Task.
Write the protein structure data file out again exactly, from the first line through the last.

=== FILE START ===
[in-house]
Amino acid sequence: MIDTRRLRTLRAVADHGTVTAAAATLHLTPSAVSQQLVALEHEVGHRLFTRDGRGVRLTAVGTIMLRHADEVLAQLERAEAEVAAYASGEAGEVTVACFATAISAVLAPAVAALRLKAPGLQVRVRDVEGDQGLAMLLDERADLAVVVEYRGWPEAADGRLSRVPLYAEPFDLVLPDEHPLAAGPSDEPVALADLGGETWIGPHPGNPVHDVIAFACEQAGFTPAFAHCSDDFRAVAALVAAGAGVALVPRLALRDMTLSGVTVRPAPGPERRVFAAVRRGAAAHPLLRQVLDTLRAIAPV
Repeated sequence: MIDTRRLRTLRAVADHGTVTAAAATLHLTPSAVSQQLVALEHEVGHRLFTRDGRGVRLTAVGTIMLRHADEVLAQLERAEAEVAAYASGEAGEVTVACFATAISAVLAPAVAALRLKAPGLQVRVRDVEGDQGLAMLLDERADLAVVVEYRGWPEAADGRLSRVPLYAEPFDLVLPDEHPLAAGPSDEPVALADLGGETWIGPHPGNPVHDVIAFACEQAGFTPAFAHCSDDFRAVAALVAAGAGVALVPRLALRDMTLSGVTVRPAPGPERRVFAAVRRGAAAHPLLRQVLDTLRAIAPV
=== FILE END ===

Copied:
[in-house]
Amino acid sequence: MIDTRRLRTLRAVADHGTVTAAAATLHLTPSAVSQQLVALEHEVGHRLFTRDGRGVRLTAVGTIMLRHADEVLAQLERAEAEVAAYASGEAGEVTVACFATAISAVLAPAVAALRLKAPGLQVRVRDVEGDQGLAMLLDERADLAVVVEYRGWPEAADGRLSRVPLYAEPFDLVLPDEHPLAAGPSDEPVALADLGGETWIGPHPGNPVHDVIAFACEQAGFTPAFAHCSDDFRAVAALVAAGAGVALVPRLALRDMTLSGVTVRPAPGPERRVFAAVRRGAAAHPLLRQVLDTLRAIAPV
Repeated sequence: MIDTRRLRTLRAVADHGTVTAAAATLHLTPSAVSQQLVALEHEVGHRLFTRDGRGVRLTAVGTIMLRHADEVLAQLERAEAEVAAYASGEAGEVTVACFATAISAVLAPAVAALRLKAPGLQVRVRDVEGDQGLAMLLDERADLAVVVEYRGWPEAADGRLSRVPLYAEPFDLVLPDEHPLAAGPSDEPVALADLGGETWIGPHPGNPVHDVIAFACEQAGFTPAFAHCSDDFRAVAALVAAGAGVALVPRLALRDMTLSGVTVRPAPGPERRVFAAVRRGAAAHPLLRQVLDTLRAIAPV